Apollo Tyres Ltd vs. DCIT (ITAT Cochin)

DATE: (Date of pronouncement)
DATE: June 5, 2013 (Date of publication)

Click here to download the judgement (apollo_tyres_40_a_ia_TDS_disallowance.pdf)

No s. 40(a)(ia) disallowance for default of short-deduction of TDS

The assessee made payments to various contractors. Though tax was deducted at source, it was at a rate lower than that prescribed under the Act. The AO & CIT(A) held that as there was a default by the assessee, the expenditure had to be disallowed u/s 40(a)(ia). On appeal by the assessee to the Tribunal, HELD allowing the appeal:

A combined reading of s. 201(1A) and s. 40(a)(ia) shows that while a case of short-deduction of TDS is covered by s. 201(1A), it is not covered by s. 40(a)(ia). There is an obvious omission to include short deduction / lesser deduction in s. 40(a)(ia). Therefore, in case of short /lesser deduction of tax, the entire expenditure whose genuineness was not doubted by the assessing officer, cannot be disallowed (S.K. Tekriwal (Cal HC) & Chandabhoy and Jassobhoy 49 SOT 448 (Mum) followed)

Note: It is also held that foreign currency loss on loan given to a subsidiary for capital purposes is not deductible

One comment on “Apollo Tyres Ltd vs. DCIT (ITAT Cochin)
  1. vswami says:

    On a reading of the order, particularly paragraph 13, the issue is seen to have been decided in assessee’s favour, in effect on the ground that there is an omission on the part of the legislature to ensure that the two referred provisions are mutually compatible and consistent.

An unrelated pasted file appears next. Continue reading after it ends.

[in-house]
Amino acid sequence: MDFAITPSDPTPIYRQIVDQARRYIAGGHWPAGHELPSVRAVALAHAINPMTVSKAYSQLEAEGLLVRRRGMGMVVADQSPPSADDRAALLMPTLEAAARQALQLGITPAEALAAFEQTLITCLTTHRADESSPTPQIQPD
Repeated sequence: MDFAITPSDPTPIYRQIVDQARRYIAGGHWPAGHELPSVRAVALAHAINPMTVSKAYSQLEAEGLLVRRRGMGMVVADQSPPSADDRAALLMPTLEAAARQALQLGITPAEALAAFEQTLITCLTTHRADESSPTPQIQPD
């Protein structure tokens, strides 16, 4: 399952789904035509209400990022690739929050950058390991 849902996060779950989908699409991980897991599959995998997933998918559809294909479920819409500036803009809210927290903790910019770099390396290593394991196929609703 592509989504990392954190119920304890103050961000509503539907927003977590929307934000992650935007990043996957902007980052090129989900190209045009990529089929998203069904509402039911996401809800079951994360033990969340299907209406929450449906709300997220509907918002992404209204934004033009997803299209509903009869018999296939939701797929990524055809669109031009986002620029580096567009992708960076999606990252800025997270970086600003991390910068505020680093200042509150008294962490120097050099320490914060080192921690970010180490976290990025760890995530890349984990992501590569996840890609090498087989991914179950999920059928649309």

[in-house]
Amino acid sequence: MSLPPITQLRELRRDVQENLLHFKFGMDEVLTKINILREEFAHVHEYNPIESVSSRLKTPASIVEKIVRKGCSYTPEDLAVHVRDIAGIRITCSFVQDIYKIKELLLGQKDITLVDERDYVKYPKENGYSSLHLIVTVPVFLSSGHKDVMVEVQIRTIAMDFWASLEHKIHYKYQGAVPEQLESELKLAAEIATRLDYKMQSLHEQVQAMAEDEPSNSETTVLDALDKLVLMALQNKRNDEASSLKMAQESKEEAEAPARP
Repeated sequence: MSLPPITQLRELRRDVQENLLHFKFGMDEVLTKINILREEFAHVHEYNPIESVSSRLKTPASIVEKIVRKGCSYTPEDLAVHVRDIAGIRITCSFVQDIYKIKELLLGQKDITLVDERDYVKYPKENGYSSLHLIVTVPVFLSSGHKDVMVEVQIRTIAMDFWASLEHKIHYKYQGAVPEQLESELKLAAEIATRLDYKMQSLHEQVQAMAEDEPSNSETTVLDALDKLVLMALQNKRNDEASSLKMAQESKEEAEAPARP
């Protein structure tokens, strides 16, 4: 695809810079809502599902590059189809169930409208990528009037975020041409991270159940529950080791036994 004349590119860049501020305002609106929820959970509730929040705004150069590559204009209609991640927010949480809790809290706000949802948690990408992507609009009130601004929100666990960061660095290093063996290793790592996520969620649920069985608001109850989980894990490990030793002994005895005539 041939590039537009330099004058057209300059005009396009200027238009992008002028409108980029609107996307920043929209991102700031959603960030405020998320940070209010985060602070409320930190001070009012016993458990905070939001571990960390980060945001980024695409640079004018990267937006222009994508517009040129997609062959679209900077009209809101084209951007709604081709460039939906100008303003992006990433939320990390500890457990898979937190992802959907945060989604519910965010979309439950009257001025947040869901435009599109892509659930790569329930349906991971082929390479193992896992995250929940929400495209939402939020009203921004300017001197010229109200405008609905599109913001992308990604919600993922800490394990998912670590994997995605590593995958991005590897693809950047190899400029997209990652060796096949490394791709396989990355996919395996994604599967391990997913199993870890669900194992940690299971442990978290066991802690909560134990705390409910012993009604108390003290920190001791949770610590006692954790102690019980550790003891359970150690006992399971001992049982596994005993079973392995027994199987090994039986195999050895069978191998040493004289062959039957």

If the legislative history were to be given a close look, this, perhaps, is not a solitary instance but just one in a series of its kind. What is deplorable is the fact that such issues have come to be raised time and again, and led to prolonged disputes and court litigation; thereby proving an irritant both to taxpayers and adjudicating authorities. To recall, one of the rudimentary principles of jurisprudence, well settled by case law, is that in a taxing enactment, nothing must be read in or implied. Even so, one will find that is the very rule often broken ; butchered and made a casualty by assessing officers dictated by own whims and fancies.
    The instant case brings to one’s mind a closely related provision of a later origin; that is, section 200A, and the new insertions in section 201 (2). On a tentative study, one’s irresistible feeling is, that the said provisions do not cover, adequately or otherwise, all possible situations giving rise to excess or short TDS, and for whatever reason. So much so, seem to bristle with immense scope for problems, and potentials for disputes and a right royal legal battle..

    For a clue : Section 200A talks of computerised processing of TDS statement (s) made by the deductor, But that concerns itself to such statement(s) on record for any one year. In a case where any incorrect particulars are furnished in that year’s statement , but not having been detected hence left to be reflected in that year’s statement, there appears to be no way for making any such ‘adjustments’ as envisaged in section 200A (1)- (a) and/ or (b) in a later year.

    Not all said, over to the supposedly well equipped stalwarts and experts in practice, who could better identify and consider in-depth all such areas; also follow-up by representing to the government for appropriately effective correctives in a wholesome manner. As, otherwise, are bound to add to the woes already faced with by honest taxpayers because of the messed-up TDS regime; especially, after the set-up of the CPU .

    For a quick idea, the recent Delhi High Court Writs in the PIL matter exclusively devoted to such hassles and hardships is worthwhile to go through.

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